There are three figs. They’re lined up on my white table. Not quite green and not quite red, they’re an in-between color, that point where red and green meet and mix. There are patches of green. Patches of red. Patches of brown. I stand still, and look closer.
The brown isn’t really a brown. Light from the nearby window hits, and the brown throws out purple. I kneel down and study the light, seeing the shadows of figs on the table. There’s colour in the shadows. Greys, blacks, traces of white.
I move the figs into a curve. I pick up my camera and look through the view finder. And there is only me, a white table, three mottled figs, and light bouncing, making sparkles and shadows. It’s simple. But there’s beauty in the simplicity, the intricate beauty of shape and light and stillness. Time slows. I press the shutter.
How to lose time
Look busy. Stay late. Talk much. Arrive early. Be seen. Move faster. Do more. Make more. Be…more. Time is running out; don’t waste it. Never, ever, stop. Never, ever, slow down.
Do you hustle? The #hustlelife promises fulfilment. It tells us to go quickly, to gather up moments, to accumulate more of this, more of that. I hustle, and life is all noise – the scrape of hurried feet, the rhythmic click of keyboards, the ping of messages.
We measure our life in likes and subscribers. We charge through our days. We hurry. We try to pin down time and extract from it all we can. I push myself, always working, never still.
But in all my striving, my hustle life, I lose time. I lose myself. My mind never stills. How can I know myself when my thoughts are always far from me? How can I connect with the present and find ‘success’ in this moment when my mind pushes me forward, always restless, always discontent?
How to gain time
I’ve learned how to make time. We cannot live in the past; we cannot live in the future. All we have is the present. We gain time by going slow. We fill up our lives by savoring each moment. When you’re grounded in the present, your mind stops. It stops its fixation with wants and wishes, the past and the future. You can explore today, this hour, this minute, this now.
I’ve learned to do this through photography. Photographs are frozen moments. When we click the camera’s shutter or that one big button on our smartphone, moments freeze. They fracture and reassemble, written on film or in pixels. Through photography, we can pause. We can slow our minds by studying not what we wish would be but what already is.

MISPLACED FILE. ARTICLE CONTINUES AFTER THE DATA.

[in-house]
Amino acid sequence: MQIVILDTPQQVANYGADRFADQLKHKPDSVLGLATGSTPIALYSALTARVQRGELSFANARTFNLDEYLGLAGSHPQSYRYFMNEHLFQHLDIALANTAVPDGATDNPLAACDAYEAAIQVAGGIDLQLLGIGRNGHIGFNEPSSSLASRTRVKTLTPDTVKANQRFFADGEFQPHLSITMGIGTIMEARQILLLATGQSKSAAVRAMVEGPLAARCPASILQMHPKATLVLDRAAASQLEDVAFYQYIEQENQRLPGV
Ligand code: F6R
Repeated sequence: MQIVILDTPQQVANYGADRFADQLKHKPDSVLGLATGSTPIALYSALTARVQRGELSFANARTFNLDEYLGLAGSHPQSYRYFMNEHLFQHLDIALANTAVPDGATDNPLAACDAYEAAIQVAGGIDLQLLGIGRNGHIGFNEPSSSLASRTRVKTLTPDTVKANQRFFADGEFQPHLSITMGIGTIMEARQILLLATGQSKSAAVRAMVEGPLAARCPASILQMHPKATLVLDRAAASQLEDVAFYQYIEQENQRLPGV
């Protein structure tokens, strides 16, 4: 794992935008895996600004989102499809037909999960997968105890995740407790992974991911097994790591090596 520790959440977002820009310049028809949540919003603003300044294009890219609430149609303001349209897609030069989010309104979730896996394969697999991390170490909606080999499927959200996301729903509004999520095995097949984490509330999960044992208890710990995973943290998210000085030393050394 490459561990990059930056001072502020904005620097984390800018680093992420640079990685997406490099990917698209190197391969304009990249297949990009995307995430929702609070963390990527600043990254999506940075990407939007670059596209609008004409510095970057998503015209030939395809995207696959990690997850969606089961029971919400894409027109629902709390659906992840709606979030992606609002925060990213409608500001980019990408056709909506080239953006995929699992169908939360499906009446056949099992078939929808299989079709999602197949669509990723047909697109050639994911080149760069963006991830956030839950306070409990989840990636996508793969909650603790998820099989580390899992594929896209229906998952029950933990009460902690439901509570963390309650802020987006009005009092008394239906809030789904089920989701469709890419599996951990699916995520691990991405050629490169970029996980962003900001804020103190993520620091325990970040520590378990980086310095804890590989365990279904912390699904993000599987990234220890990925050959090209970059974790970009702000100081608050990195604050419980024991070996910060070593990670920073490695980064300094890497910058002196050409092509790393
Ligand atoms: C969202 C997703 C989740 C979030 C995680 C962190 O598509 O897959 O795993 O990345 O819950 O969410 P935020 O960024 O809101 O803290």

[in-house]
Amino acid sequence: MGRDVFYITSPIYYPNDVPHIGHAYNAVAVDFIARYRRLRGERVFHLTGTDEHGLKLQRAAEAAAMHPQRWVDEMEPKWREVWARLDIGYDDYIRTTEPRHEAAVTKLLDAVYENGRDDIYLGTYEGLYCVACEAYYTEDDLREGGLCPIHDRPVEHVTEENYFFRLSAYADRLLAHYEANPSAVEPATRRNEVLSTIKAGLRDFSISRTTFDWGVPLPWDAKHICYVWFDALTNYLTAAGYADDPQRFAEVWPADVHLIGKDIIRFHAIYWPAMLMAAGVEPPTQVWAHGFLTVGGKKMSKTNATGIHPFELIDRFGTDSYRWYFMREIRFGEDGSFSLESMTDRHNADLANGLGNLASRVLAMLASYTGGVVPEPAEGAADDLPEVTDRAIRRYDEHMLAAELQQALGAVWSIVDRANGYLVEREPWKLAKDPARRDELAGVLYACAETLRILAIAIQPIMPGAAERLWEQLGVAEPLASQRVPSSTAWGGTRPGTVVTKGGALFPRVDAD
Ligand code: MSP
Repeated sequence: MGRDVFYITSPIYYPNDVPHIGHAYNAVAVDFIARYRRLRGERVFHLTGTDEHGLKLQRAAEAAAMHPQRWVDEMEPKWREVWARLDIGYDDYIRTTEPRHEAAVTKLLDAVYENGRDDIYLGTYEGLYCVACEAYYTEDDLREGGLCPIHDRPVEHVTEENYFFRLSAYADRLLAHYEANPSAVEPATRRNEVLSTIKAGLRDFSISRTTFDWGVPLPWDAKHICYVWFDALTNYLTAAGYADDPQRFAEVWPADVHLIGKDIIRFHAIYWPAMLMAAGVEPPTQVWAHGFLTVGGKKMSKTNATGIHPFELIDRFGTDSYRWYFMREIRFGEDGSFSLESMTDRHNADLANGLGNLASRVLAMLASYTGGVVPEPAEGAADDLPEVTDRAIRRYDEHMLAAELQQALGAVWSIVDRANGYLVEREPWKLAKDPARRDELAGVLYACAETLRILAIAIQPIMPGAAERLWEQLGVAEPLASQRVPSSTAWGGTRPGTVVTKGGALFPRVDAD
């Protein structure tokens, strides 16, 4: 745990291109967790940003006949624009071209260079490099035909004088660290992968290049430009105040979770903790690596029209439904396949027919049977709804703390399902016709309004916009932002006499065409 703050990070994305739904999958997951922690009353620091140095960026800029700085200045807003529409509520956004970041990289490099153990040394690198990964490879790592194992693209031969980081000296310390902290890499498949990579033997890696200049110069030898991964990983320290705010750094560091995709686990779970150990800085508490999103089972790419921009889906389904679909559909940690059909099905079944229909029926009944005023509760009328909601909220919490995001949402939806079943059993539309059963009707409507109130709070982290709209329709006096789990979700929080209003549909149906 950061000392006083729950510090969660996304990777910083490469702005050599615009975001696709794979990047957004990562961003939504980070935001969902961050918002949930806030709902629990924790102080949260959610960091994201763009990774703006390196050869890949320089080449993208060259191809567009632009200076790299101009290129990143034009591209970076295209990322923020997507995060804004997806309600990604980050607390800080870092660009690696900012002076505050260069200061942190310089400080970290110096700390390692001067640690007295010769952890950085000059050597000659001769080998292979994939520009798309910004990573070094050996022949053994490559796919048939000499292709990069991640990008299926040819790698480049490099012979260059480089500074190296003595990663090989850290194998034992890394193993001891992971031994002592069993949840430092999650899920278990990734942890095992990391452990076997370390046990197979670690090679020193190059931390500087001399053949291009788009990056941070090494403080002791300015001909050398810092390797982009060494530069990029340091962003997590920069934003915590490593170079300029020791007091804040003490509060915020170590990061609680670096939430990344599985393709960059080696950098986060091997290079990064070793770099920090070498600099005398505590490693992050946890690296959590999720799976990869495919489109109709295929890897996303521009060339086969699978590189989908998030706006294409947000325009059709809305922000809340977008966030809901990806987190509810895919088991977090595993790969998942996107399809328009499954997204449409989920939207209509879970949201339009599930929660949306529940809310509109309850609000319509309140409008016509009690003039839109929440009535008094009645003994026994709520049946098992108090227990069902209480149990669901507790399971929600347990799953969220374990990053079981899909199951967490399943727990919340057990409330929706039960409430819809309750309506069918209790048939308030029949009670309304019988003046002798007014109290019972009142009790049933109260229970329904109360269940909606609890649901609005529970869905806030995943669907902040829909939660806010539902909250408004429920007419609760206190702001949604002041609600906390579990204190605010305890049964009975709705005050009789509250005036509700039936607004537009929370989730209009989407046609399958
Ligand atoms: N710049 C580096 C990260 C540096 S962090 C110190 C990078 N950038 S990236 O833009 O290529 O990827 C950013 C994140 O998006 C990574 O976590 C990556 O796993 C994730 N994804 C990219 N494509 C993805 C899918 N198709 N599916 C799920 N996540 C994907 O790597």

Life in thirds
There is a rule in photography known as the rule of thirds. It’s a composition technique, which is a fancy way of saying, ‘This is how to create balanced and interesting photos.’ Imagine this screen has three equally spaced horizontal and vertical lines running across it. The lines break the screen up into nine equal parts. Your eye moves across the screen, from one part to another. Each part is a mini-photo, complete in itself.
You can think of your life as a photograph. Is it balanced? Is each part of your life receiving equal care? Is one crowding out the rest? A life unbalanced is rarely beautiful. Like a poorly composed photograph, it doesn’t uplift or inspire.
Enjoy the negative space
Think of something that appeals to you – #instaworthy flowers, a cup of coffee, that drawing your kid is oh so proud of. See the image in your mind and imagine it’s a photograph. You want to place that amazing thing where our eyes will be drawn to it. You want to celebrate that one thing and make everything else fade.
The rule of thirds encourages use of negative space. It’s that part of the photograph that is uncluttered. You create negative, unfilled space, so that you can truly see that one oh so important thing.
We can use negative space in our life. Give yourself permission to focus on one thing. Be where you are. Allow your mind to focus on one part of your life at a time. Enjoy that part. Study that part. Investigate everything about this moment in your life. See the detail. Find the beauty in the mundane. This moment, like your life, isn’t something to hustle through. By committing yourself to this moment, you commit yourself to your life.
Marie Kondo photography
I don’t know if Marie Kondo takes photographs. The all-knowing Google won’t tell me. But, I think the Japanese lifestyle guru would take stunning photographs – she knows how to get rid of things that don’t belong.
Each photograph has a ‘hero object’, that one thing the photographer wants you to really see. Everything else in the picture supports this object. If anything competes with the hero object, it’s got to go. Photos speak to us when they draw out our emotions. Your hero object should be something that sparks joy (thanks Marie). Remove anything that detracts from that joy in your life, as much as you can.
UShine in photos
In photography there is resistance. We resit the pull to have more, to do more, to be more. We see the abundance of what is. Take out your camera and document your life. Be intentional, and celebrate who you are, where you are and what you love.
Share this with others. Join us at U!Shine Vienna. Use #ushineinphotos to make time by going slow, and to gain more by really seeing what we already have.
About the Author
Writer - Expat - Plant killer. Tired of Australia and it's many kangeroos, Erin moved to Austria in 2016. Her spouse and daughter also came along. When not killing plants, Erin explores Vienna, hunting for the best kids' playground and a totally #instaworthy photo spot.